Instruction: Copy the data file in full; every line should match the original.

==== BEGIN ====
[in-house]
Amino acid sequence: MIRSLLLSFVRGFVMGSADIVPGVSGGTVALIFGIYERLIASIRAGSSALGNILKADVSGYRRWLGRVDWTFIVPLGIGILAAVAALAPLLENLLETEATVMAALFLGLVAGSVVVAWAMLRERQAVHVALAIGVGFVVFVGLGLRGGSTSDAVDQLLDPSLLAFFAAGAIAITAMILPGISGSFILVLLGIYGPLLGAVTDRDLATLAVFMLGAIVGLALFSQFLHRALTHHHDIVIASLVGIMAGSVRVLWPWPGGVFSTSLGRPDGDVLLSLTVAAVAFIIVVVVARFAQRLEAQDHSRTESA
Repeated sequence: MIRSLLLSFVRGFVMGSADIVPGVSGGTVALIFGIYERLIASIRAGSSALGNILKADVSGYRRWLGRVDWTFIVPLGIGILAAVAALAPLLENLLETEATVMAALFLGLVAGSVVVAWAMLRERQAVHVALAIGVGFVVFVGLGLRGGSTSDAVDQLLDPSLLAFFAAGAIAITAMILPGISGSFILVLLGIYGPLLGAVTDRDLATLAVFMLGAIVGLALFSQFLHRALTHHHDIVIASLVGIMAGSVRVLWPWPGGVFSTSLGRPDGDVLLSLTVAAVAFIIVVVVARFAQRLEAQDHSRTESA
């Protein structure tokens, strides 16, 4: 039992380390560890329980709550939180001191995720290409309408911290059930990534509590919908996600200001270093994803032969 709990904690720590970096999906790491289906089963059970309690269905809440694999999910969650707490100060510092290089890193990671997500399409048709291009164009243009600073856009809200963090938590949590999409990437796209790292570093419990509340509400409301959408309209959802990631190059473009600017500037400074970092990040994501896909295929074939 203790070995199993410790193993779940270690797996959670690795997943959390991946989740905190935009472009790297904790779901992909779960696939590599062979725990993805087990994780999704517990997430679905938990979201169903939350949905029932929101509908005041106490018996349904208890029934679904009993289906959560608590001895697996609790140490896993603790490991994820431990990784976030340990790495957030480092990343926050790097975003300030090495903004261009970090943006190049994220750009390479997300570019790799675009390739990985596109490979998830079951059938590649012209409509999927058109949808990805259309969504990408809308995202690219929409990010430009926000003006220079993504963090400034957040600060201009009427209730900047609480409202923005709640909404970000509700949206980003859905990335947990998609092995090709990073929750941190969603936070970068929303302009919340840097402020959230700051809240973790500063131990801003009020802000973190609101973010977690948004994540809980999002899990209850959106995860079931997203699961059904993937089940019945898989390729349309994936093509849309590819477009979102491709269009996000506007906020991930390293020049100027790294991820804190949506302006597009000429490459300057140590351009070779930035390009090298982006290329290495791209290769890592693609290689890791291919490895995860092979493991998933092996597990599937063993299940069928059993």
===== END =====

[in-house]
Amino acid sequence: MIRSLLLSFVRGFVMGSADIVPGVSGGTVALIFGIYERLIASIRAGSSALGNILKADVSGYRRWLGRVDWTFIVPLGIGILAAVAALAPLLENLLETEATVMAALFLGLVAGSVVVAWAMLRERQAVHVALAIGVGFVVFVGLGLRGGSTSDAVDQLLDPSLLAFFAAGAIAITAMILPGISGSFILVLLGIYGPLLGAVTDRDLATLAVFMLGAIVGLALFSQFLHRALTHHHDIVIASLVGIMAGSVRVLWPWPGGVFSTSLGRPDGDVLLSLTVAAVAFIIVVVVARFAQRLEAQDHSRTESA
Repeated sequence: MIRSLLLSFVRGFVMGSADIVPGVSGGTVALIFGIYERLIASIRAGSSALGNILKADVSGYRRWLGRVDWTFIVPLGIGILAAVAALAPLLENLLETEATVMAALFLGLVAGSVVVAWAMLRERQAVHVALAIGVGFVVFVGLGLRGGSTSDAVDQLLDPSLLAFFAAGAIAITAMILPGISGSFILVLLGIYGPLLGAVTDRDLATLAVFMLGAIVGLALFSQFLHRALTHHHDIVIASLVGIMAGSVRVLWPWPGGVFSTSLGRPDGDVLLSLTVAAVAFIIVVVVARFAQRLEAQDHSRTESA
């Protein structure tokens, strides 16, 4: 039992380390560890329980709550939180001191995720290409309408911290059930990534509590919908996600200001270093994803032969 709990904690720590970096999906790491289906089963059970309690269905809440694999999910969650707490100060510092290089890193990671997500399409048709291009164009243009600073856009809200963090938590949590999409990437796209790292570093419990509340509400409301959408309209959802990631190059473009600017500037400074970092990040994501896909295929074939 203790070995199993410790193993779940270690797996959670690795997943959390991946989740905190935009472009790297904790779901992909779960696939590599062979725990993805087990994780999704517990997430679905938990979201169903939350949905029932929101509908005041106490018996349904208890029934679904009993289906959560608590001895697996609790140490896993603790490991994820431990990784976030340990790495957030480092990343926050790097975003300030090495903004261009970090943006190049994220750009390479997300570019790799675009390739990985596109490979998830079951059938590649012209409509999927058109949808990805259309969504990408809308995202690219929409990010430009926000003006220079993504963090400034957040600060201009009427209730900047609480409202923005709640909404970000509700949206980003859905990335947990998609092995090709990073929750941190969603936070970068929303302009919340840097402020959230700051809240973790500063131990801003009020802000973190609101973010977690948004994540809980999002899990209850959106995860079931997203699961059904993937089940019945898989390729349309994936093509849309590819477009979102491709269009996000506007906020991930390293020049100027790294991820804190949506302006597009000429490459300057140590351009070779930035390009090298982006290329290495791209290769890592693609290689890791291919490895995860092979493991998933092996597990599937063993299940069928059993």